Vinko Globokar

b. 1934



Vinko Globokar was a composition student of René Leibowitz and Luciano Berio. Globokar is considered an important representative of the "established" avant-garde, intensively engaged in new playing techniques and forms of expression. He wrote works that were sometimes unconventional in their layout and form of performance, documenting his compositional expressiveness and inventiveness. In his opus one finds works that explore the relationship of "playing as speaking," works that expand the expressive possibilities of the human voice, works that incorporate the invention of the performer, and finally works that contain a humanistic theme. Globokar has also been able to make a name for himself as a concert trombonist, premiering countless works by contemporary composers. From 1968 to 1972 he was a lecturer at the International Summer Courses for New Music in Darmstadt, and from 1969 to 1977 he was a professor at the Cologne Academy of Music. Until 1980 he served as head of the instrumental-vocal department at the IRCAM research institute in Paris.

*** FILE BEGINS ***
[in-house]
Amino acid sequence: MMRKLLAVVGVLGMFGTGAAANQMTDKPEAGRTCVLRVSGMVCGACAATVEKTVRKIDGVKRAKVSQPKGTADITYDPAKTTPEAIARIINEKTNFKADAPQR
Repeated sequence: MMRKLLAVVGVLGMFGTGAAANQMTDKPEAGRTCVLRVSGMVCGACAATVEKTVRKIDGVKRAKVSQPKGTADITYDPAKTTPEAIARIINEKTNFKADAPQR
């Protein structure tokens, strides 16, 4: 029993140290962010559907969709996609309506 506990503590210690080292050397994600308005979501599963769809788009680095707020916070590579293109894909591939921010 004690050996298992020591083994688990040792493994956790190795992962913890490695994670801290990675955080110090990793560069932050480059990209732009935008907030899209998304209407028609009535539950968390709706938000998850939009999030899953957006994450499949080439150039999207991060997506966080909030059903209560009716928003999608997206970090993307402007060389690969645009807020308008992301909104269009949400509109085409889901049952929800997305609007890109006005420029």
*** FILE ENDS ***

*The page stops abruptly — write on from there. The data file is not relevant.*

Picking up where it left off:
Vinko Globokar made his début as musician in Yugoslavia, where he lived from 1947-1955, as a jazz trombonist. On his return to France he studied at the Paris Conservatory and led a career as solo trombonist. As such he brought about the creation of a veritable contemporary literature for the trombone, many of these works being dedicated to him. At the same time, Globokar studied composition and conducting with first René Leibowitz, then Luciano Berio. He wrote his first work VOIE a the age of 30, his opus contains works in all genres: orchestra, chorus, solo music, as well as music theatre pieces.

As a composer Globokar is difficult to categorise. On he one hand he has written works centred on the relationship of voice to instrument (Discours II-VIII) or of text to music (VoieKolo). On he other hand he has inerested himself in the potential for invention within the interpreter, inciting him to participae in collective creation (Concerto grossoIndividuum/Collectivum). In parallel he has composed works in which theatrical elements are adjoined. He has confronted problems of a social nature in some of his works (Les emigresL’armonia drammatica), as he is persuaded that music today must have a critical role in society. In order to compose he often finds inspiration in extra-musical questions such as politics, society or humanism, which generate the invention of new techniques, of new materials and of new means of presentation. Globokar considers that any model of organisation existing in nature or in culture can become music.